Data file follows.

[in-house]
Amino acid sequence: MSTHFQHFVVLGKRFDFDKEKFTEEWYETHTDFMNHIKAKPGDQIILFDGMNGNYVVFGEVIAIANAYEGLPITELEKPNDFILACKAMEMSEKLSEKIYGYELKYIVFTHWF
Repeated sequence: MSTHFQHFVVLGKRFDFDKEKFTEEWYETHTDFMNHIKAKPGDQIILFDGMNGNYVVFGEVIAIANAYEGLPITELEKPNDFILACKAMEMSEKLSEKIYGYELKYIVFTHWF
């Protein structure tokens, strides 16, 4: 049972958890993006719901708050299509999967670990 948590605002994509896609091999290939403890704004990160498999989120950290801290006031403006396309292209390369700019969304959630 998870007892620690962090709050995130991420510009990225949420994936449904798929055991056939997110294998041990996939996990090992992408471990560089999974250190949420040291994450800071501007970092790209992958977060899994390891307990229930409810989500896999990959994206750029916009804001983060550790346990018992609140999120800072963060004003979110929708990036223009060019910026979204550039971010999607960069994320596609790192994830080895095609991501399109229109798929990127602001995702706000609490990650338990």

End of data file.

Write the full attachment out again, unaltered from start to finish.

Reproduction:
[in-house]
Amino acid sequence: MSTHFQHFVVLGKRFDFDKEKFTEEWYETHTDFMNHIKAKPGDQIILFDGMNGNYVVFGEVIAIANAYEGLPITELEKPNDFILACKAMEMSEKLSEKIYGYELKYIVFTHWF
Repeated sequence: MSTHFQHFVVLGKRFDFDKEKFTEEWYETHTDFMNHIKAKPGDQIILFDGMNGNYVVFGEVIAIANAYEGLPITELEKPNDFILACKAMEMSEKLSEKIYGYELKYIVFTHWF
């Protein structure tokens, strides 16, 4: 049972958890993006719901708050299509999967670990 948590605002994509896609091999290939403890704004990160498999989120950290801290006031403006396309292209390369700019969304959630 998870007892620690962090709050995130991420510009990225949420994936449904798929055991056939997110294998041990996939996990090992992408471990560089999974250190949420040291994450800071501007970092790209992958977060899994390891307990229930409810989500896999990959994206750029916009804001983060550790346990018992609140999120800072963060004003979110929708990036223009060019910026979204550039971010999607960069994320596609790192994830080895095609991501399109229109798929990127602001995702706000609490990650338990």